Careful What You Wish For

One year ago today, I landed at Logan Airport in Boston, still drunk on Tokyo, 13 hours with Japan Airlines, Natalie Portman in The Black Swan, twentysomething hours without sleep and a glass or two of wine. I fell comfortably into the arms of my family; the young children — who had not been told of my pending arrival — fainted on cue; lasagne and Girl Scout cookies were fed to me and I fell into a deep sleep for exactly one week.

I knew then that it would be a good long while before I returned to Asia. My father had suffered a 1-2-3 punch of illness and injury during my last two years in Korea, and small children were growing at alarming rates among my brethren. I loved living in Asia; it treated me so well. But I’d outgrown the distance separating me from my people. The distance separating me from ovens and microbrews and not-needing-a-translator-for-everything. So when a friend offered me a position as his Art Director at a small agency in a small New England town on the New Hampshire seacoast, I jumped.

What I didn’t know at the time was that I would stop writing in this space. I had stockpiled stories and photographs; I had plenty of adventures still to share.  But transitions, they take a lot out of you.  Complicate matters with transcontinental moves and culture shock, and you can simply multiply that by one hundred. Also, it turns out that when you’ve been 14 timezones away for a number of years, people get a little grabby upon your return. I’m certainly not complaining. That was what I had wished for. My people being close and grabby. But when your social sphere has long been condensed into a very manageable circle of precious people and suddenly it quadruples in size, a girl’s free time to write in her diary begins to vanish. And life gets busy and you have to run a marathon and next thing you know, it’s 2012.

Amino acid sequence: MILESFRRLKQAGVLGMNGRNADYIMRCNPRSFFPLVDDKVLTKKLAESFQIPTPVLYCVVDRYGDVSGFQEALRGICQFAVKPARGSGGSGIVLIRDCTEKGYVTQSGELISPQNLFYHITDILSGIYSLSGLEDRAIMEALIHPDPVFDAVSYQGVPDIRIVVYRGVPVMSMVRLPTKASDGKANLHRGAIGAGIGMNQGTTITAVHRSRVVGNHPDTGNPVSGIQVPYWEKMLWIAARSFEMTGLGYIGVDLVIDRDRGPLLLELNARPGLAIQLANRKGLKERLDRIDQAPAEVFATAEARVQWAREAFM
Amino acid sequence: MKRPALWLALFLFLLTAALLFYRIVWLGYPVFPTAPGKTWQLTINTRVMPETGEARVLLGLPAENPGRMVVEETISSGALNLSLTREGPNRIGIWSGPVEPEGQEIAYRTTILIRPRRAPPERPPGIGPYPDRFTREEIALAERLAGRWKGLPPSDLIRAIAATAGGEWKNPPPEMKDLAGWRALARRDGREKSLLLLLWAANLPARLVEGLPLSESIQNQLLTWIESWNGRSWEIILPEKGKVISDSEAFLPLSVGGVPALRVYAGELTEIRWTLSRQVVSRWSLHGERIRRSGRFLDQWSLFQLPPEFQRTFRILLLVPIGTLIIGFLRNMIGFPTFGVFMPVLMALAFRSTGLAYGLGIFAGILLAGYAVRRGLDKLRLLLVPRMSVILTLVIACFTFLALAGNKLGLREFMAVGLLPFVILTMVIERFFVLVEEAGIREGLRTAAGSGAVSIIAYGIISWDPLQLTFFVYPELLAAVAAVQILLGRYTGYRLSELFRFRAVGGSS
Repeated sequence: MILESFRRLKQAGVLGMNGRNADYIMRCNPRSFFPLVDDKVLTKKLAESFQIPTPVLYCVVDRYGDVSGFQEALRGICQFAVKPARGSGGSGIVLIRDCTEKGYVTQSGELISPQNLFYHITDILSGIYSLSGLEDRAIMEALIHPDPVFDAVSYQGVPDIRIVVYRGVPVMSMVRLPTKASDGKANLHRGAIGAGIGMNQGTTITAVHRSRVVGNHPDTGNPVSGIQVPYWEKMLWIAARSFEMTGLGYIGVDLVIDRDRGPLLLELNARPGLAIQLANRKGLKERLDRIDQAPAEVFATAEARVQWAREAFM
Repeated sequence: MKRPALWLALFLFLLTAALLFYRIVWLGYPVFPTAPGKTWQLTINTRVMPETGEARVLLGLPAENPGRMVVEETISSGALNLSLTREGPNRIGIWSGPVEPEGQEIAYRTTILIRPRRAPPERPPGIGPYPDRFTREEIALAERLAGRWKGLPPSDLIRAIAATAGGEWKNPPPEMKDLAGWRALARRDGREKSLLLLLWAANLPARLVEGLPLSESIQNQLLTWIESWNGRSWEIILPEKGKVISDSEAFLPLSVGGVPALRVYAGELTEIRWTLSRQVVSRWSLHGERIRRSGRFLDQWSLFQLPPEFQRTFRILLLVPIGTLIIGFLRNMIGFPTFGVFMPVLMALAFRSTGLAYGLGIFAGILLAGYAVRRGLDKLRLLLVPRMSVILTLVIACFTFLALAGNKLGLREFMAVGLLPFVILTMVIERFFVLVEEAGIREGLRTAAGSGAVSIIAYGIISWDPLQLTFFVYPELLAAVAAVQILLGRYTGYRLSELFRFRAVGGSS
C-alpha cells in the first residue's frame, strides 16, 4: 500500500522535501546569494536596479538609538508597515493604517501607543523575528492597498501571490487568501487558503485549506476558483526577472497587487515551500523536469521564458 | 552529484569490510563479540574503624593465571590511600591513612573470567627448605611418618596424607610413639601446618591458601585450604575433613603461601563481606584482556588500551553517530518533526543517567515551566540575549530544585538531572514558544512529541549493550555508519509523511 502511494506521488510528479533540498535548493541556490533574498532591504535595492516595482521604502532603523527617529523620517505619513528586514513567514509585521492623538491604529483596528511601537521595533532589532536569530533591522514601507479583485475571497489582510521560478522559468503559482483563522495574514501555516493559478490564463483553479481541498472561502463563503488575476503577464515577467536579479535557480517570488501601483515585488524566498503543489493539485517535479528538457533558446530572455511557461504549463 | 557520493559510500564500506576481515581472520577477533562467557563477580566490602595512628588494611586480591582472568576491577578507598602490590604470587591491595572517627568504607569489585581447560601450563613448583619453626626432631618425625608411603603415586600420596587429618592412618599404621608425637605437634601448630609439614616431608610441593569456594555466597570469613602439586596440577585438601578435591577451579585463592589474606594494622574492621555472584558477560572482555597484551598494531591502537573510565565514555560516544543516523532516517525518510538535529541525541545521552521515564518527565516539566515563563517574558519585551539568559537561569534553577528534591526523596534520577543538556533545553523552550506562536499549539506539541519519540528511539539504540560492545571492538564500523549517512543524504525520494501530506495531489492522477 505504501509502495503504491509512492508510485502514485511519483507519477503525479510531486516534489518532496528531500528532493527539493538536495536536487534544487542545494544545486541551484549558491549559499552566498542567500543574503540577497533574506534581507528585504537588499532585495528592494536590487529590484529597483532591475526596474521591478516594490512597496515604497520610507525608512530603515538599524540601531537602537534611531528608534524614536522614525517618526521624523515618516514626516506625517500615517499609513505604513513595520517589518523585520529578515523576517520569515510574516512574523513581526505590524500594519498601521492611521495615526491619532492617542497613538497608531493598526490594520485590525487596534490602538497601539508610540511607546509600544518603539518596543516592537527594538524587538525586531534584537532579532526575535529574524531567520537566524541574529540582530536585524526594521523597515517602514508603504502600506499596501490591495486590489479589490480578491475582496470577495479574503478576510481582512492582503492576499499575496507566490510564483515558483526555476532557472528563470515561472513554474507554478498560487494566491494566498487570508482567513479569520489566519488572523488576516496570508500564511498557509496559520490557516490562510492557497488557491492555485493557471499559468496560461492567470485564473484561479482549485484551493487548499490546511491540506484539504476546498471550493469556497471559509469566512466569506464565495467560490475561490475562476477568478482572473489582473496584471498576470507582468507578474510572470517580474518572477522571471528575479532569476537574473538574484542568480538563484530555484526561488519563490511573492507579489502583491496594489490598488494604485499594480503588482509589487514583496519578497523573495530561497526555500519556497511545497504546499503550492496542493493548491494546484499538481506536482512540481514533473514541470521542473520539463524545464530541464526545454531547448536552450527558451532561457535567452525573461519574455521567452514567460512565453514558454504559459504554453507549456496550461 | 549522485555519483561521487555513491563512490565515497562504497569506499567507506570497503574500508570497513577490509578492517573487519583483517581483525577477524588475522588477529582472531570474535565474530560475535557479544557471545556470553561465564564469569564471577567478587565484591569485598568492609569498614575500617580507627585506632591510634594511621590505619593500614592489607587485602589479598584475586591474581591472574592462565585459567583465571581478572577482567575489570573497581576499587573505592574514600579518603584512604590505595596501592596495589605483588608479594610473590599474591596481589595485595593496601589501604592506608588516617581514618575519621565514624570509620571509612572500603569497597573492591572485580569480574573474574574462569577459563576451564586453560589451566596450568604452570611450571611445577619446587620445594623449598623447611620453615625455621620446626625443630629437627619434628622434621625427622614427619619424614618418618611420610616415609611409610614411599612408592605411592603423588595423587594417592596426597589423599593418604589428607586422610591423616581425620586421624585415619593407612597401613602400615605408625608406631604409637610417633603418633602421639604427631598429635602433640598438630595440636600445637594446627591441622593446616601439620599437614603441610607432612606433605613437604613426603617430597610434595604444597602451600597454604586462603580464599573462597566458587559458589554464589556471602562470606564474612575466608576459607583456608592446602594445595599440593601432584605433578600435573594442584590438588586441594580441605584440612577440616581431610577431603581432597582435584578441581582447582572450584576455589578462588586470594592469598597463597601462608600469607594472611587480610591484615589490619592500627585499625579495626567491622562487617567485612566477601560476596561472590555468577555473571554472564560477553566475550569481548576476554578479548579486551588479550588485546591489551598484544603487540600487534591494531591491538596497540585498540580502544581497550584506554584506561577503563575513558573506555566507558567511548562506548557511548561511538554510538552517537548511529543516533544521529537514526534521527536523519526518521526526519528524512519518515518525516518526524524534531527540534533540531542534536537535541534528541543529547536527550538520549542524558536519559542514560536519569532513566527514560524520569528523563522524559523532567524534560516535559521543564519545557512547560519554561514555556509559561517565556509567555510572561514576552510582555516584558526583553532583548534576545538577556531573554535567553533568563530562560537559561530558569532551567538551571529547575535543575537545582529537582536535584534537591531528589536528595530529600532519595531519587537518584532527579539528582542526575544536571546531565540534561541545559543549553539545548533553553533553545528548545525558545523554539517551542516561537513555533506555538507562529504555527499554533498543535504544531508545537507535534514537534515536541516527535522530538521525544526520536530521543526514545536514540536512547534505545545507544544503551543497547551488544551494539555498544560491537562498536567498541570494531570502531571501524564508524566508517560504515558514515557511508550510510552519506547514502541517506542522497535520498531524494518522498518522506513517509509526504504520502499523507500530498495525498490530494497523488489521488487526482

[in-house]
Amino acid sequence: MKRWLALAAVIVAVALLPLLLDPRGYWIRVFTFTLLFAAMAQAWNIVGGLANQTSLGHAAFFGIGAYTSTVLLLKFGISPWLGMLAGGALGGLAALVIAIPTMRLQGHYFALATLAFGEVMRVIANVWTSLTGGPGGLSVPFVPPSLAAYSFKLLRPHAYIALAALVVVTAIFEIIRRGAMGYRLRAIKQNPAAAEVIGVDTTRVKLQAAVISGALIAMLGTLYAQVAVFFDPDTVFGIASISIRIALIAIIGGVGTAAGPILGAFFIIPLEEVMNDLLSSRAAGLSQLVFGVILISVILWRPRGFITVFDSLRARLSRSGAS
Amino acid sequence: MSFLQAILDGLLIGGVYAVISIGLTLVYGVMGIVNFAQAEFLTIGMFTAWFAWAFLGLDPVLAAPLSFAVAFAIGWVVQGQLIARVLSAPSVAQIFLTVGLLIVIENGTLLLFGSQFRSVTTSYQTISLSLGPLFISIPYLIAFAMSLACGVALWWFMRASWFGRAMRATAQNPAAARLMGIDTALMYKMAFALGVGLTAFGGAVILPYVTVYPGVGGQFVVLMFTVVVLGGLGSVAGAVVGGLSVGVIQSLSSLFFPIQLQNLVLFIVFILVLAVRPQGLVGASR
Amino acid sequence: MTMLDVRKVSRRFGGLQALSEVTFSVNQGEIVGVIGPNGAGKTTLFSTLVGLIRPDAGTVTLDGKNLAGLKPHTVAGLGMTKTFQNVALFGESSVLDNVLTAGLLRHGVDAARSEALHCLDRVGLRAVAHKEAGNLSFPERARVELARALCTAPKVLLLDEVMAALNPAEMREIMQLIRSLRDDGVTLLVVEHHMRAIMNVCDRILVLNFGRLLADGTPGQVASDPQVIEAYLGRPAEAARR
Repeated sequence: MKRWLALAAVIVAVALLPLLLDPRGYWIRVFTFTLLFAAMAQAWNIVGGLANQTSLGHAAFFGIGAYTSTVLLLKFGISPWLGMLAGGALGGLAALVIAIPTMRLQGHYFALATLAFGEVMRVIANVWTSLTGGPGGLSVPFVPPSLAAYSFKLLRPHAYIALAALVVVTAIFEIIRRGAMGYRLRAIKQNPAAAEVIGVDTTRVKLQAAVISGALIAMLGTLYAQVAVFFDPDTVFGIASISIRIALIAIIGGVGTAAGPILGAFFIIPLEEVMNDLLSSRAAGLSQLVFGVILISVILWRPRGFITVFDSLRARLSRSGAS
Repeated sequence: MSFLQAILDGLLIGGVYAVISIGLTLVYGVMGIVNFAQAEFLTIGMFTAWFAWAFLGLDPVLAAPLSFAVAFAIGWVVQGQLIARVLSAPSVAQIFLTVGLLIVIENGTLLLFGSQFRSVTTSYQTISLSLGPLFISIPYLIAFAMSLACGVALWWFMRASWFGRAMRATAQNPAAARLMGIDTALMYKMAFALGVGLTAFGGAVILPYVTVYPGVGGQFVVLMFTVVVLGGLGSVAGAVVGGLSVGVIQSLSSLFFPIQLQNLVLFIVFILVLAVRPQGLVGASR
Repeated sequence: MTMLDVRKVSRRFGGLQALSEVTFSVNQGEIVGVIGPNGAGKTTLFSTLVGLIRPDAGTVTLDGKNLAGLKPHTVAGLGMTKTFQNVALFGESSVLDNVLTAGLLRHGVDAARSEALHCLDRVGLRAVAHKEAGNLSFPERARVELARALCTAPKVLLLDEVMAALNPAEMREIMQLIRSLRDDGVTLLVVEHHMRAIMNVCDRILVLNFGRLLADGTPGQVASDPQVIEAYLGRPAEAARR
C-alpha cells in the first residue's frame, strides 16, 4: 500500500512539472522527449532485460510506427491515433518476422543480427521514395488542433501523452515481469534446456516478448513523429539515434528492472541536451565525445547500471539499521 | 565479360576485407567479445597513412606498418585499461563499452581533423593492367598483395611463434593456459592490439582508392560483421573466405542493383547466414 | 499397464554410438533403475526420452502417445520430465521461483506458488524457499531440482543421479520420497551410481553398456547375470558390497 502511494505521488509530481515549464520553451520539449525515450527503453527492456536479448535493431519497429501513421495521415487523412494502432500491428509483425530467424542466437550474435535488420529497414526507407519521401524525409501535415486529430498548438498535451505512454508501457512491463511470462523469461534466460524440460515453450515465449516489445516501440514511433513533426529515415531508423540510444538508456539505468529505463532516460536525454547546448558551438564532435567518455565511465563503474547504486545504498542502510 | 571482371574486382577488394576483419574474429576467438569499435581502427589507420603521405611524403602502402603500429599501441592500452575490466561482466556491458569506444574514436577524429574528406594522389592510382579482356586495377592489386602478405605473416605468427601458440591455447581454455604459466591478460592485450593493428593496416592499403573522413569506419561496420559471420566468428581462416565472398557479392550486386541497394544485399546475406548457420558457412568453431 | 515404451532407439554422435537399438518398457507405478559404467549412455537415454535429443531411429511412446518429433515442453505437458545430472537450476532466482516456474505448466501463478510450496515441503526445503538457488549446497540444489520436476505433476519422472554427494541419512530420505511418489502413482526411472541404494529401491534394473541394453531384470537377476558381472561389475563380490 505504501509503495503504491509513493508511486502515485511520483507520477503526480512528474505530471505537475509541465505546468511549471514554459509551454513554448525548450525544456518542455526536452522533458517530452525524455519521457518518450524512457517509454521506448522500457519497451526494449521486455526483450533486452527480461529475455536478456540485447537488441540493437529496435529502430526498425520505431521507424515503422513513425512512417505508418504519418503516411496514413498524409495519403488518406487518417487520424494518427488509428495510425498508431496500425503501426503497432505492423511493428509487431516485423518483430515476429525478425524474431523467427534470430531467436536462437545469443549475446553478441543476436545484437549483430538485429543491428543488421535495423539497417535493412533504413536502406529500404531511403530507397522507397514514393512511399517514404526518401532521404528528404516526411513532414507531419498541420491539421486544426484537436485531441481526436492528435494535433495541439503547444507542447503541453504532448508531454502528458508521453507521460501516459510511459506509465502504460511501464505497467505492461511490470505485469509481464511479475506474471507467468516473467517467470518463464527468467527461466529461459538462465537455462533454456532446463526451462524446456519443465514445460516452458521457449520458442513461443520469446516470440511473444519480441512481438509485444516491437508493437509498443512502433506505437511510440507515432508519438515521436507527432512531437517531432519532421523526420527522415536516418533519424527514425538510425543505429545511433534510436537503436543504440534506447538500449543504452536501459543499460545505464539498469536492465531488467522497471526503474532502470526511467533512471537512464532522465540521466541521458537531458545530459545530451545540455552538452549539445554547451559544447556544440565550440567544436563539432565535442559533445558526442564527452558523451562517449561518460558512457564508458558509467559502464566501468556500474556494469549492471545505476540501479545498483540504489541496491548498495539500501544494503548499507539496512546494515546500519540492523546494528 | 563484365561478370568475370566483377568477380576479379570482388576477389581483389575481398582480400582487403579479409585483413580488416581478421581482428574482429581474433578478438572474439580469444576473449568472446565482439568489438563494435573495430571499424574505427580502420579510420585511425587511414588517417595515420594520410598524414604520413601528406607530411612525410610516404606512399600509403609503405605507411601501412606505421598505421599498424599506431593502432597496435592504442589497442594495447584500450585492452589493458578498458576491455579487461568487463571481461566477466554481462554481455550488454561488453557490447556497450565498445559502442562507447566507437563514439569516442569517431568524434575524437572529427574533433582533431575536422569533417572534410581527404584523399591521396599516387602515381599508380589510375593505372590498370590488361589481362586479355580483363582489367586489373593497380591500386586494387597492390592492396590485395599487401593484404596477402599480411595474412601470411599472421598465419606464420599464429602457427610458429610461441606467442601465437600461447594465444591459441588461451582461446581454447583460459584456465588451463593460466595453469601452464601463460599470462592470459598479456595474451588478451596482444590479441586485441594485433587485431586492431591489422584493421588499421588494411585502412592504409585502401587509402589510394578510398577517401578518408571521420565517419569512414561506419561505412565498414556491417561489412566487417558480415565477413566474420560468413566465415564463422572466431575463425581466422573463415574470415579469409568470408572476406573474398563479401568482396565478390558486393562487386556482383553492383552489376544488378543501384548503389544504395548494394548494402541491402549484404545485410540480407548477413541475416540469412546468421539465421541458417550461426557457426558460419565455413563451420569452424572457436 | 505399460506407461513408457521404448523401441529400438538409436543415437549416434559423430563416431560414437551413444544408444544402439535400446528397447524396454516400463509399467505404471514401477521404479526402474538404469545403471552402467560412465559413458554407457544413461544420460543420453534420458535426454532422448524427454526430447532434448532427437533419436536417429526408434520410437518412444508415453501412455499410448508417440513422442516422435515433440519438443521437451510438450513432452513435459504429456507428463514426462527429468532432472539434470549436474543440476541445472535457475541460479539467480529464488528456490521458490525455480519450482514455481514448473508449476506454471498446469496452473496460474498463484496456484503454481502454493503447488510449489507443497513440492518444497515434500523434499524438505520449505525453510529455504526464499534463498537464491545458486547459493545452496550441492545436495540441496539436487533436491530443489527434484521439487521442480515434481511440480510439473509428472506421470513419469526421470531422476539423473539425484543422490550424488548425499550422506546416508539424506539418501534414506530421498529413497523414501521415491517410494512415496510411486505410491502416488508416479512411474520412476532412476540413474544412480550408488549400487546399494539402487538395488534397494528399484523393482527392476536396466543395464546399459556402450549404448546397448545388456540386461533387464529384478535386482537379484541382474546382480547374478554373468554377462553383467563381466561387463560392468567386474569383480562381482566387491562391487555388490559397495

This last year has been very good to me. I have learned a lot, I have done a lot and I have laughed a lot. Returning to the US was much easier than I’d anticipated, and I can truthfully say that I have not once regretted moving back. In many ways it was too seamless, too quickly forgotten, too happy to be home. But there is a wistfulness and homesickness for Asia that is marked in unexpected milestones and odd markers of time. Stumbling on a plastic LOTTE bag* that transported gifts back in my suitcase, now carrying my lunch to work. This time last year I was walking through Apgujeong with Youngdoo, Mel and Hyunyo snapping photographs. Discovering a full pack of makeup remover cloths from the Faceshop, their aloe scent transporting me to my Sinchon bathroom every time I use them.

When my tube of Wah-Eee-Tuh Suh-pah-kul toothpaste ran out (that’s Korean for “White Sparkle”), I spent days trying to extract every last drop. It’s not even Korean toothpaste. It’s Arm & Hammer. But those everyday products hovering around me, lingering in corners and pockets and new apartment drawers, made me feel that I wasn’t so far away from my life in Korea. That my days of wonder and magical discovery hadn’t been replaced with normal, ordinary everyday.

I’m not done with Asia; not even close. But there is also the whole rest of the world. And now I’m embarking on another grand adventure, closer to my people. I’m not sure yet how these pages will transform on US soil, but I have an idea. And lots of stories left to tell.

* You’re welcome.

19 Responses to “Careful What You Wish For”

  1. Phoe says: